During this hectic holiday season, many people like to relax by watching their favorite Christmas movies and videos. There are countless options: the BB gun “You’ll shoot your eye out!” movie. The timeless “A Charlie Brown Christmas” TV special, with that great jazz soundtrack and the poignant scene where Linus recites from Luke’s Gospel. There’s Jimmy Stewart in the fictional town of Bedford Falls wishing he had never been born. Now really, who can keep from shedding a tear during the final scene when Donna Reed saves the day? And, of course, there are a dozen versions of “A Christmas Carol.” Surprisingly, Michael Caine’s interpretation of Scrooge is quite impressive, especially considering all the other characters in the film are played by Muppets.
But of all the popular and traditional Christmas movies, none really addresses the birth of Jesus, the true reason for the season (not counting Linus’ two-minute speech). It seems the last time there was a Hollywood Christmas movie that Catholic parents felt comfortable letting their children watch, it was in black-and-white and Bing Crosby was a young man.
Well, there is a movie that does focus on the true reason for the season. It is called “The Nativity Story.” This film is so family-friendly that even the most concerned Catholic parents won’t have to worry about shielding their youngsters from the immoral junk regularly produced nowadays by Hollywood.
“The Nativity Story” came out in 2006, and it was the first religious-themed movie produced by a major Hollywood studio in almost 50 years (Films such as Mel Gibson’s “The Passion of the Christ” were independently produced). The last films from major Hollywood studios that portrayed religion in a positive light were “Ben-Hur” and “The Ten Commandments” way back in the late 1950s, back when Charlton Heston was Hollywood’s official Bible go-to guy.
Unlike some of those low-budget church videos you occasionally see, where you can tell right away it was filmed in the pastor’s backyard, because the family dog plays the part of a camel, “The Nativity Story” had a huge Hollywood budget. The scenery and the musical score and the acting performances are all first-rate and breath-taking.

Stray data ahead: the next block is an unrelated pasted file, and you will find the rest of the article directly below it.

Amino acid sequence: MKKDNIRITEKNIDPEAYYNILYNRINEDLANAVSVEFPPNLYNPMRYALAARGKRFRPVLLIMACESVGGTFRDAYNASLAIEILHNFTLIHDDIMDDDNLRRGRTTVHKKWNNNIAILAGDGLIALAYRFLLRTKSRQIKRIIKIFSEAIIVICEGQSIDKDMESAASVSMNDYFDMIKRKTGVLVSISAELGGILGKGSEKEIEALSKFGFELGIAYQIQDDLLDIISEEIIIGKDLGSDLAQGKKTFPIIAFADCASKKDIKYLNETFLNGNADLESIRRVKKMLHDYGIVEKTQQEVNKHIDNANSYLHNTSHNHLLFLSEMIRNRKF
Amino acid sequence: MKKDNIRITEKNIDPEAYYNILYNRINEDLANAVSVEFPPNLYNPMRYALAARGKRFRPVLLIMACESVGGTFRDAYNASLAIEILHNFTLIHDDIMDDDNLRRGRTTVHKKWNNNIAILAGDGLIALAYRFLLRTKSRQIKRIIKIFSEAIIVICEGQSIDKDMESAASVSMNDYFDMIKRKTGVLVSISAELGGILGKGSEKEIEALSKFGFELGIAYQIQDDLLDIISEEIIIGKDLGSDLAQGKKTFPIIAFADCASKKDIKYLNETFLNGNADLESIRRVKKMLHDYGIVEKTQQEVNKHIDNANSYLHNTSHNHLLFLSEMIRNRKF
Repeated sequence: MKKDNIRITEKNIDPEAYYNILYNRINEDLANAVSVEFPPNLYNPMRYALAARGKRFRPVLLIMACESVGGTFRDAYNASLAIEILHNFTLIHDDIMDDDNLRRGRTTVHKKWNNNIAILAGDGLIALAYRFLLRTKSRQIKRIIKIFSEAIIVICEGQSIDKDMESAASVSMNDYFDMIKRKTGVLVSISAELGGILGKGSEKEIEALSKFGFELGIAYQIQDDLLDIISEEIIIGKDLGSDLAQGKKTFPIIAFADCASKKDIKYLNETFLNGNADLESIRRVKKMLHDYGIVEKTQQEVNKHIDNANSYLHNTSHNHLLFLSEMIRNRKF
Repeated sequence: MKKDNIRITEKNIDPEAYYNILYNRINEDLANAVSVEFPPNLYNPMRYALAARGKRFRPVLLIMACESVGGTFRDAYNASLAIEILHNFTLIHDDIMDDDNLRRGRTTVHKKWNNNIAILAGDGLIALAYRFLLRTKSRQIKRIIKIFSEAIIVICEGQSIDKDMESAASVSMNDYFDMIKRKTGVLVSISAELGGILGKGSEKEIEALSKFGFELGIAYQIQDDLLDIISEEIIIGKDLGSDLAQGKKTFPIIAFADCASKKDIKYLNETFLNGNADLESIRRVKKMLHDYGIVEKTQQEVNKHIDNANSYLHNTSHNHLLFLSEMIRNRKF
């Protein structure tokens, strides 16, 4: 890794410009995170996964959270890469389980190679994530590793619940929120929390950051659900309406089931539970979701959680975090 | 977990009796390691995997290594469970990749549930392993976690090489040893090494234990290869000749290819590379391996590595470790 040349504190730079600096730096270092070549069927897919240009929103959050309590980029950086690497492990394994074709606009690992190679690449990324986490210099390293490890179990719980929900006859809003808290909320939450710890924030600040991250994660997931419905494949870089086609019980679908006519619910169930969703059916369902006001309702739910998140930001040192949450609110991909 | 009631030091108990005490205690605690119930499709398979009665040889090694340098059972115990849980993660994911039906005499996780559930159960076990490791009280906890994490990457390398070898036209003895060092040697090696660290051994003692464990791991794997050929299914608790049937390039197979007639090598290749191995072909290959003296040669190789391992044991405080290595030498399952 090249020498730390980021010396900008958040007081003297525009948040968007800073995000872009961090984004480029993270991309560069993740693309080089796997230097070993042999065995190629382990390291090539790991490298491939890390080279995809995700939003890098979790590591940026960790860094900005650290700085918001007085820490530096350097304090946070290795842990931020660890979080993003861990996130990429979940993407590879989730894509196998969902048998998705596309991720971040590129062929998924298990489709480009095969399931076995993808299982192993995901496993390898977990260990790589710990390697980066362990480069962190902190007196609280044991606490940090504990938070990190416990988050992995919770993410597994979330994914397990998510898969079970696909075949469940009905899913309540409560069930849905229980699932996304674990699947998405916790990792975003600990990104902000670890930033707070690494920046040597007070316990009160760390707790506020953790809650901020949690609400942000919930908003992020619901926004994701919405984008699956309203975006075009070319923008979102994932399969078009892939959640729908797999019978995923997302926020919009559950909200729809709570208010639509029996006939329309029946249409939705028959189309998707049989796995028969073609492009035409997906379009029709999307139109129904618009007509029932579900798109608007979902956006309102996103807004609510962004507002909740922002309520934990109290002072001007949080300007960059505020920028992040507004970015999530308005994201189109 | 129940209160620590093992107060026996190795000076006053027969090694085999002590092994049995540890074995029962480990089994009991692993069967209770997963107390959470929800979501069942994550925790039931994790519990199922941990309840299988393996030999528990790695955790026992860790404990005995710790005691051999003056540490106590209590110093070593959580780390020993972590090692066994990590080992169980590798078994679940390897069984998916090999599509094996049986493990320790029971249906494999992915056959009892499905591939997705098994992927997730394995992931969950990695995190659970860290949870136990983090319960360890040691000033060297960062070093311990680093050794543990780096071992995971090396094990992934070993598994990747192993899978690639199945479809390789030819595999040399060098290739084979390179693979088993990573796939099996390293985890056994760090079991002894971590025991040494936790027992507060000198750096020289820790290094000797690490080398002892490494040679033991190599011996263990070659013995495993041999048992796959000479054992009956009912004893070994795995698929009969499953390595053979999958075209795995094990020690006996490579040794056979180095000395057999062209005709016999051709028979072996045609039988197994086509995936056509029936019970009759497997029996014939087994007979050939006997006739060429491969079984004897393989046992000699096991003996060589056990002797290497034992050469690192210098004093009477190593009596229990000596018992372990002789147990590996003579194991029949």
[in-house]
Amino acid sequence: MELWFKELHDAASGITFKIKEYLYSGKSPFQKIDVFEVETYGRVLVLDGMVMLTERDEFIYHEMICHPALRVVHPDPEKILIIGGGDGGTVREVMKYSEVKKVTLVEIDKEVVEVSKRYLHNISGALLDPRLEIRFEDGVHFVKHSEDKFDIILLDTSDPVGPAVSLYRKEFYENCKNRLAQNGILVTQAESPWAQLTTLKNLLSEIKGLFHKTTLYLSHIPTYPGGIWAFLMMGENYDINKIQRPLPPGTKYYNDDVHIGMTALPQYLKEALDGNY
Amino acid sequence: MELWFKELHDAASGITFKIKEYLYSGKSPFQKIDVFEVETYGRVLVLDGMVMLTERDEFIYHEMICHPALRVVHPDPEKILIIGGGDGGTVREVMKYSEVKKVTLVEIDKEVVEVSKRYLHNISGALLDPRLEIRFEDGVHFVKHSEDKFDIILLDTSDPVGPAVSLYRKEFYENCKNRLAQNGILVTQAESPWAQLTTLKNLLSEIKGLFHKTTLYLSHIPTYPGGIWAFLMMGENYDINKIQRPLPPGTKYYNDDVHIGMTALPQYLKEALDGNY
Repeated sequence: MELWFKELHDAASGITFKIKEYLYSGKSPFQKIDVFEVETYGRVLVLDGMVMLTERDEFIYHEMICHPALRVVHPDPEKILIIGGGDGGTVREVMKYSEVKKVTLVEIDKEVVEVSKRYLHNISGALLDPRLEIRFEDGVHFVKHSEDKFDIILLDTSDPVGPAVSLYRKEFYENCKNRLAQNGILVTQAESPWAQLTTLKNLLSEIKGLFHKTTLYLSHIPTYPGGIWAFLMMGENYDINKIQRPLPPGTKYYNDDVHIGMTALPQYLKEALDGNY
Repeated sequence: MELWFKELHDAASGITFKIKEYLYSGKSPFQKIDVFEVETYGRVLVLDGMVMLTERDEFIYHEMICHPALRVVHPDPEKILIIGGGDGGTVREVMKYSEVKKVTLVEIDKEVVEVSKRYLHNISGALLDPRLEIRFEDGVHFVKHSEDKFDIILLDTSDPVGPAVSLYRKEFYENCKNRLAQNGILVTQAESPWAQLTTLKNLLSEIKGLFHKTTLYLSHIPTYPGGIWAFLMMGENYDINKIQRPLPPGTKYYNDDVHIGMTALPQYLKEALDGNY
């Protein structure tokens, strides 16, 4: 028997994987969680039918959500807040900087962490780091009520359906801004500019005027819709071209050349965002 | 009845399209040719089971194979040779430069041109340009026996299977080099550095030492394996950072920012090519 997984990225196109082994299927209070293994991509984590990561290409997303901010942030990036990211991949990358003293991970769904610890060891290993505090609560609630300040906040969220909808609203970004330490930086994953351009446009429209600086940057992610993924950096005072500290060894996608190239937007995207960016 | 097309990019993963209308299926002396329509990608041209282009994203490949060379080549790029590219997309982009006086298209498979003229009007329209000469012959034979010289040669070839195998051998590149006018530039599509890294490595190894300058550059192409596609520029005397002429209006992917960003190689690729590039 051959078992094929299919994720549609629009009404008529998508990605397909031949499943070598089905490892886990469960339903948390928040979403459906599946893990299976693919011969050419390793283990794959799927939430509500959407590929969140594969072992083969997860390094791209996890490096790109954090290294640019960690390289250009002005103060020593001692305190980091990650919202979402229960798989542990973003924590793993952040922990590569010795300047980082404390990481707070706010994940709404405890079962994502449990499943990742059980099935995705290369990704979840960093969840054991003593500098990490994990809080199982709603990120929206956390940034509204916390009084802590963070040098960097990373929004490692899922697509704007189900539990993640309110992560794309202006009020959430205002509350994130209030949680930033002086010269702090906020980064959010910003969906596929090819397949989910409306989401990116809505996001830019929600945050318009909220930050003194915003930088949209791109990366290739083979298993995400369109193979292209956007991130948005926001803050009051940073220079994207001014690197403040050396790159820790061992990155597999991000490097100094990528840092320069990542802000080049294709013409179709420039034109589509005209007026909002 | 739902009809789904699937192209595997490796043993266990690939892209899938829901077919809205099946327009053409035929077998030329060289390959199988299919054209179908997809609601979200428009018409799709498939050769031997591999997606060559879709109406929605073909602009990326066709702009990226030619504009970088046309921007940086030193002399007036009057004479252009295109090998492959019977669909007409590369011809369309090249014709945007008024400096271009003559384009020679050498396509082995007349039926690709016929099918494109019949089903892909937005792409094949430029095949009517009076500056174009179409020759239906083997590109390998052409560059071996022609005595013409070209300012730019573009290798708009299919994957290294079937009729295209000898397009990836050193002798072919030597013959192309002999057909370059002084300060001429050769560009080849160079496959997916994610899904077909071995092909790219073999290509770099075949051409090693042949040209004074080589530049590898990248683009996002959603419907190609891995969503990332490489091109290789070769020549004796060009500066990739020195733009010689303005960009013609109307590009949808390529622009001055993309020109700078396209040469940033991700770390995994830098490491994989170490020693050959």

Yes, the movie does take a few liberties with the basic story, combining some events for dramatic effect. But hey, if every Christmas pageant in every North American church can have the Three Wise Men show up at the stable on the night of Jesus’ birth—which is biblically incorrect—then it’s OK for a movie to do so. Otherwise, instead of being two hours long, the movie would have to be, for the sake of historical accuracy, close to 24 months long.
And in this case, the Three Wise Men, Caspar, Balthasar, and Melchior, are the comic relief, offering a steady stream of humorous comments. They often act more like those other Three Not-So-Wise Men: Moe, Larry, and Curly.
To be honest, the climactic scene in the stable looks a little too much like a Hallmark greeting card, and as far as I can tell, every newborn baby—including a divine one—ought to have an umbilical cord.
However, the movie does a great job of bringing some realism to a story that is often reduced to plastic figurines on suburban front lawns during December (and remaining in some cases until April). You can really feel the anxiety that Mary and Joseph experience as they wonder what is going to happening next.
So make sure you add “The Nativity Story” to your family movie library. The DVD costs around 10 bucks. You’ll start a new and enjoyable family holiday tradition, and you won’t “shoot your eye out!”